Snow doesn’t slow Steamboat Sneak runners
October 8, 2011
Steamboat Springs — See full results from the race here.
Organizers for the second annual Steamboat Sneak running race admitted there were a few moments Saturday morning in which they worried about the attendance at the event.
The worry was brief, organizers insist. It lasted about as long as it took to remember this was Steamboat Springs, a town as dedicated to outdoor activities in adverse weather as any could be.
"You never worry in Steamboat," organizer Cristina Magill said.
The first race in the Steamboat Springs Winter Running Series included 5- and 10-kilometer runs, a 400-meter fun run and a raffle loaded with prizes from local businesses.
A couple of running races and a giant pile of free stuff? Steamboat proved again Saturday that it's not just any other town, and freezing temperatures and consistent snow did little to stem the tide.
More than 300 people showed up for the event, which was a fundraiser for the two public Steamboat Springs elementary schools. They bundled up, sure, but runners of all ages and speeds took part, marking a second successful year for the races.
Some of the city's top distance runners tackled the 10-kilometer course. The Steamboat Springs High School cross-country team led the way in the 5-kilometer course, followed by families paced by young children pushing their distance-running limit.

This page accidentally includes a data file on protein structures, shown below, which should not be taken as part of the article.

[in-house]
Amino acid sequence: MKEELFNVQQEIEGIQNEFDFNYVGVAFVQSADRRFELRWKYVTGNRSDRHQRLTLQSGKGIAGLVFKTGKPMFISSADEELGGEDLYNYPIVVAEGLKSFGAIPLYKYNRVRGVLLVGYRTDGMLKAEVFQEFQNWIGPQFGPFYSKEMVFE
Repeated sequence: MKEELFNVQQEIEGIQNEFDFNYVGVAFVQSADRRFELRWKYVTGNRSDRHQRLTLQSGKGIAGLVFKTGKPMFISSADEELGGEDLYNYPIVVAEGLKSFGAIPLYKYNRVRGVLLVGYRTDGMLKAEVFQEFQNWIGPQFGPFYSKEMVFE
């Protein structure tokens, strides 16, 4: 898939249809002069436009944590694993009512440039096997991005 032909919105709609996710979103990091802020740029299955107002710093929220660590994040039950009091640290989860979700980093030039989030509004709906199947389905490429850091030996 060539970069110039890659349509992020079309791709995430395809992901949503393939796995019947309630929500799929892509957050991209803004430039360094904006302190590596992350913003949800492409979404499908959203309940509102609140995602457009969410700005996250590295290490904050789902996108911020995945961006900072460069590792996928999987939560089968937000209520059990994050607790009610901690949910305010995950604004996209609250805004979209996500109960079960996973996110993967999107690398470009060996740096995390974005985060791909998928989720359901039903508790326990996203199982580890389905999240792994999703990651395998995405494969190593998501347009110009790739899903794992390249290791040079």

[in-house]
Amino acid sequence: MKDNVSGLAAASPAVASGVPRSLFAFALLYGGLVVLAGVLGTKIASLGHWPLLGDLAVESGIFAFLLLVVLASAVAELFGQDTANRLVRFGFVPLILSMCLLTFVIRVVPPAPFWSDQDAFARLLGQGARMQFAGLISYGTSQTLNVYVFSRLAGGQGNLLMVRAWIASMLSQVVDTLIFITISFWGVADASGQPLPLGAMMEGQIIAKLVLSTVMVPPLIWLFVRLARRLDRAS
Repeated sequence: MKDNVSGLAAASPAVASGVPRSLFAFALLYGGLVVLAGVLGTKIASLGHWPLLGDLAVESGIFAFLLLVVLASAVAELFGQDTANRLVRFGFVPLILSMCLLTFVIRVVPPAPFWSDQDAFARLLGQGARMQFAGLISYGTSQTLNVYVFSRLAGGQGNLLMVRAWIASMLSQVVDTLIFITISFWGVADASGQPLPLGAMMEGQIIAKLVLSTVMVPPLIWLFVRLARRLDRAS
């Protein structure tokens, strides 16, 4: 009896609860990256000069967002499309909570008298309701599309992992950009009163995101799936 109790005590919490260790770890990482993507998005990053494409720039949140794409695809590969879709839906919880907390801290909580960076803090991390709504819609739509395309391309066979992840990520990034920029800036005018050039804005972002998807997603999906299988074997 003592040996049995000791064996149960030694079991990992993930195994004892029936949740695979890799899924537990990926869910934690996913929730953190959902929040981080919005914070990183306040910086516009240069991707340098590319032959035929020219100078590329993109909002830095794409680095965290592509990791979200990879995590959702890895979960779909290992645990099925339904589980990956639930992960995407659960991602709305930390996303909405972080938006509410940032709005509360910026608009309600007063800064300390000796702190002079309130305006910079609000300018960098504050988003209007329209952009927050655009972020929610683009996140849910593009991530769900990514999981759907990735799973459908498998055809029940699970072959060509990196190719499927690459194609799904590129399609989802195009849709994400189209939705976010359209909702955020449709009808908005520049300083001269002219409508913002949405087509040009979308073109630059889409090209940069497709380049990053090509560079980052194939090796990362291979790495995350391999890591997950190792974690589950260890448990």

And the youngest of runners participated in the 400-meter run, one lap around the track highlighted by bundled-up 4-year-olds doing their best to finish.
"It turned out better than we could have imagined," organizer Summer Johnston said.
Asher Rohde won the 5K, finishing in 18 minutes and 1 second, ahead of Scott Powers
in second at 18:35 and Greg Long in third at 18:58. Andy Picking, meanwhile, won the 10K in 39:35. Eddie Rogers was second at 39:36, and Jim Barker was third in 42:32.
For so many, though, Saturday's races weren't about times or places. Claire Shea, 3, finished the 5K, along with 88 racers 18 or younger.
Austin Ibarra, 8, was one of those 5K finishers. His father, George Ibarra, went step for step with his son and was proud the Strawberry Park third-grader ran the majority of the distance.
Austin covered 3.1 miles, and he did it on a cold day as the snow was falling.
He summed it up like a true runner.
"It was good. It was fun," he said. "The hardest part was the hills."
— To reach Joel Reichenberger, call 970-871-4253 or email jreichenberger@SteamboatToday.com
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